Quotations about the events of Schoenberg's summer vacation in 1908 are from Bryan Simms, The Atonal Music of Arnold Schoenberg (1908-1923) (with an engraving of Jacob wrestling with the angel on the cover), published by Oxford University Press in 2000; and from Allen Shawn's Arnold Schoenberg's Journey, published in 2002 by Farrar Strauss & Giroux.

It is in his introduction that Shawn writes how all that's been written about Schoenberg's music in the past hundred years is so technically oriented to be of little value to someone who just wants to LISTEN to the music: “perhaps,” he says, “Schoenberg's work deserves a more superficial treatment than it has hitherto received.”

Which reminds me, don't forget to check back in at Thoughts on a Train, starting Tuesday, September 8th, for the first installment of The Schoenberg Code - a serial novel in 12 chapters, my musico-literary parody of Dan Brown's The Da Vinci Code.

- Dr. Dick

Sunday, August 09, 2009

Finishing the Lazy Poet

Since I can't get anything longer than 30 characters to post to Twitter and given the time already spent and the frustrations I've had while dealing with that hassle, I might as well have written a full post for the blog...

The news, basically, is this: at 11:45 this morning, I managed to finish the second of the seven songs I've been working on this summer. Despite a couple weeks of expert procrastination and general laziness, I managed to finally complete my setting of Saint-Aimant's “The Lazy Poet.” (The text I'm using is included in this earlier post.)

Part of the problem was trying to create some kind of structure – formally and harmonically – that would reflect the structure of the poem which, despite being about a lazy poet who can barely bring himself to write anything, is a full-fledged sonnet.

Distractions aside, I'd finished the piano part – having spent a month working out the harmonic and formal frame-work of the song – and had only begun setting the first line of the vocal part when, suddenly, I stopped.

After three weeks of doing nothing (as far as the song was concerned), I then picked up and started the voice line over again. Then in three days, I succeeded in setting all fourteen lines of the poem – working out the melodic structure and relating it to the specific harmonies I'd previously composed – and completed it before any further distractions set in.

Part of the problem was creating some kind of arpeggiated accompaniment like an indolent barcarolle but still using my 6-note pitch-groups that are part of my standard musical language. I'd come up with a pattern that could fluctuate as needed, modulate where required and give an overall sense of expectations, much the way standard tonality would. Writing a melody that would fit its own parameters linearly and then ground itself at the right points with the underlying harmonies is no different than how a composer would work when composing in D Major.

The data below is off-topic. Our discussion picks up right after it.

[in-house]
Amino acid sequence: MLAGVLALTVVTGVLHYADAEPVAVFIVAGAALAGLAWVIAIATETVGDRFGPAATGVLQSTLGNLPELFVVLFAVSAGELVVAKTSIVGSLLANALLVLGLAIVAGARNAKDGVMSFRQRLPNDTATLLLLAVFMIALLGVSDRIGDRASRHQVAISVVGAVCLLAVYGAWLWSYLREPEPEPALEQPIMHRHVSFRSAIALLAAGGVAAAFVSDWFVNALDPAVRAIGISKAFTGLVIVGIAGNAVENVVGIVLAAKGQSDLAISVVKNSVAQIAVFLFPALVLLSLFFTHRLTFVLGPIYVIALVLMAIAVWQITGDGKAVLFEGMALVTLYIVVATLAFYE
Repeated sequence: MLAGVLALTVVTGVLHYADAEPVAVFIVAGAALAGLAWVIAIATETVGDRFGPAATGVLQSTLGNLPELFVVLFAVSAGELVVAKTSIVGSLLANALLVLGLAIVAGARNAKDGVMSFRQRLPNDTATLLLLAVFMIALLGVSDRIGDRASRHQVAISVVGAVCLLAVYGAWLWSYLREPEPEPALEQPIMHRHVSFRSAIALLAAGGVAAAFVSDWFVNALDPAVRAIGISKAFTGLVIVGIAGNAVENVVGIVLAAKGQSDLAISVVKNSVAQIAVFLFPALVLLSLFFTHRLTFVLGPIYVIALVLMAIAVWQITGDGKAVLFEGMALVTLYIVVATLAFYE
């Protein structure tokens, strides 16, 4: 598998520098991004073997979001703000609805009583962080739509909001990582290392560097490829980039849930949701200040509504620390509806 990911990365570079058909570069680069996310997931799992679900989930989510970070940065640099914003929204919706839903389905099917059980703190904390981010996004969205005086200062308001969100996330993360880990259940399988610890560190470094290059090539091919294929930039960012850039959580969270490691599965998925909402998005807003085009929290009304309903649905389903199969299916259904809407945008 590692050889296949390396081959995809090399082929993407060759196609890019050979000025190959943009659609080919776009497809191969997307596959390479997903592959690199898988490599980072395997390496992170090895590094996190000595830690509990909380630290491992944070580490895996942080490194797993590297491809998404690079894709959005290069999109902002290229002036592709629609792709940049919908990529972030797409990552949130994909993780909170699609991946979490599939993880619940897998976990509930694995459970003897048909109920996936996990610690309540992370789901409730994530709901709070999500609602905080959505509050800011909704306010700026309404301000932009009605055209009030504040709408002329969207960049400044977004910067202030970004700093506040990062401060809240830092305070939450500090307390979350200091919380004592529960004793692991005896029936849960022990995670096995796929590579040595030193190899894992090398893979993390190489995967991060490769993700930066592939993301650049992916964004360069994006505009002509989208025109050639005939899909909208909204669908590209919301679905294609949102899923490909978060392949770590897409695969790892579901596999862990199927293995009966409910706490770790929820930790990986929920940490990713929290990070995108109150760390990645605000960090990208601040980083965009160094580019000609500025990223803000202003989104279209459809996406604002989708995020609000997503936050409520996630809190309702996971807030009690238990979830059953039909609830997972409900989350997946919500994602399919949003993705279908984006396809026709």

But I've been trying to come up with comparable procedures (if not “rules”) for a non-tonal system (or at least a non-traditionally-tonal one) that sounds different on the surface level yet works just as consistently with what we normally think of as traditional music's inner-workings, rather than sounding largely “arbitrary” or “esoteric” as many listeners usually dismiss atonal or serial compositions.

So the linear challenge was to create something that could, first of all, be sung and that worked melodically, reflecting the delivery of the poetic text. That's the primary focus. By limiting myself to certain chords created by the convergence of melody and harmony, I found the possibilities were more effective than just sitting there plunking out more arbitrary options, wondering “how does this one sound?” and “how does that one sound?”

Anyway, now I need to turn the sketches into something legible. I doubt the “Finale Notebook” software I'd been using before will be sufficient for any examples, but I'll see what I can manage – or just scan the handwritten manuscript and post it. Ah, but I need to get a new scanner for that, or maybe just break down and get real music-writing software instead of hand-copying it (which also entails buying a new computer, but hey...).